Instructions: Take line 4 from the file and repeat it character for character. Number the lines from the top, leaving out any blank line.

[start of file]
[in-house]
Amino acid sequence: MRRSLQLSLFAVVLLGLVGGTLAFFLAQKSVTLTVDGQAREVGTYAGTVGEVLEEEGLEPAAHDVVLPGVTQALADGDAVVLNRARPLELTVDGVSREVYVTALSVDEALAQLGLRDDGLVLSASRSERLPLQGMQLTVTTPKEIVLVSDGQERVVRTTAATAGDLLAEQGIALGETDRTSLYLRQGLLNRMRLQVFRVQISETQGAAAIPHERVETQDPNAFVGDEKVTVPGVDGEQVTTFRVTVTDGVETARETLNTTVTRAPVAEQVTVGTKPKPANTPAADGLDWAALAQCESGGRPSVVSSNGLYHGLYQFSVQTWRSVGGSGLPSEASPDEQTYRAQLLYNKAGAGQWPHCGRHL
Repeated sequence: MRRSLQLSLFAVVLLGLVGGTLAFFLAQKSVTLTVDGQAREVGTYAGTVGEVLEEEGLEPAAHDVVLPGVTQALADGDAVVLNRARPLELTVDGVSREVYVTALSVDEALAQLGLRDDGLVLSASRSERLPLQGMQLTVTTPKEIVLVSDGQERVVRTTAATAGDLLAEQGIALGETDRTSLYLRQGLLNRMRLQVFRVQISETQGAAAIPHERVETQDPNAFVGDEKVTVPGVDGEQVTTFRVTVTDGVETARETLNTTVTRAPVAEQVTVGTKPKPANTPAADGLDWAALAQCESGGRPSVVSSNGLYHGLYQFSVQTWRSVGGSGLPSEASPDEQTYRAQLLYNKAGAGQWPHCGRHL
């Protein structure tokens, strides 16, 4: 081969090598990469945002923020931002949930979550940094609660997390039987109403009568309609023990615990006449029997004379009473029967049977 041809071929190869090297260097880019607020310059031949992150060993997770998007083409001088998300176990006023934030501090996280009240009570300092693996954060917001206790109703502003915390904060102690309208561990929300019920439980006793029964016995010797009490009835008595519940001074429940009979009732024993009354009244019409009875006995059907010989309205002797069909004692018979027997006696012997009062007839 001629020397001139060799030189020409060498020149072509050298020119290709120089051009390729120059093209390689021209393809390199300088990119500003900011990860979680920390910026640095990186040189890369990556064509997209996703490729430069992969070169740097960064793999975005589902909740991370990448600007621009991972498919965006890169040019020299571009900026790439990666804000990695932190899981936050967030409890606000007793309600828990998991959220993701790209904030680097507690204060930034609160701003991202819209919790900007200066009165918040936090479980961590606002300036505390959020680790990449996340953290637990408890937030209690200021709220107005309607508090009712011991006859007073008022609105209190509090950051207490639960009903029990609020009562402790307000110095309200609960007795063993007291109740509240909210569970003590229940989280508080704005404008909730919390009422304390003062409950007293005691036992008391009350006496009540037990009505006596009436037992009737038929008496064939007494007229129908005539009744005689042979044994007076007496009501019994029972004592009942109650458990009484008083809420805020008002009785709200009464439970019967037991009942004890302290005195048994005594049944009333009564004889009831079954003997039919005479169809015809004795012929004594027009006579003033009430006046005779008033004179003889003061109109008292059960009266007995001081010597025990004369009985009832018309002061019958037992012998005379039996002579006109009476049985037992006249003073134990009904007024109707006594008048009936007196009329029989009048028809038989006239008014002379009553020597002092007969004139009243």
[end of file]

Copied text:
């Protein structure tokens, strides 16, 4: 081969090598990469945002923020931002949930979550940094609660997390039987109403009568309609023990615990006449029997004379009473029967049977 041809071929190869090297260097880019607020310059031949992150060993997770998007083409001088998300176990006023934030501090996280009240009570300092693996954060917001206790109703502003915390904060102690309208561990929300019920439980006793029964016995010797009490009835008595519940001074429940009979009732024993009354009244019409009875006995059907010989309205002797069909004692018979027997006696012997009062007839 001629020397001139060799030189020409060498020149072509050298020119290709120089051009390729120059093209390689021209393809390199300088990119500003900011990860979680920390910026640095990186040189890369990556064509997209996703490729430069992969070169740097960064793999975005589902909740991370990448600007621009991972498919965006890169040019020299571009900026790439990666804000990695932190899981936050967030409890606000007793309600828990998991959220993701790209904030680097507690204060930034609160701003991202819209919790900007200066009165918040936090479980961590606002300036505390959020680790990449996340953290637990408890937030209690200021709220107005309607508090009712011991006859007073008022609105209190509090950051207490639960009903029990609020009562402790307000110095309200609960007795063993007291109740509240909210569970003590229940989280508080704005404008909730919390009422304390003062409950007293005691036992008391009350006496009540037990009505006596009436037992009737038929008496064939007494007229129908005539009744005689042979044994007076007496009501019994029972004592009942109650458990009484008083809420805020008002009785709200009464439970019967037991009942004890302290005195048994005594049944009333009564004889009831079954003997039919005479169809015809004795012929004594027009006579003033009430006046005779008033004179003889003061109109008292059960009266007995001081010597025990004369009985009832018309002061019958037992012998005379039996002579006109009476049985037992006249003073134990009904007024109707006594008048009936007196009329029989009048028809038989006239008014002379009553020597002092007969004139009243």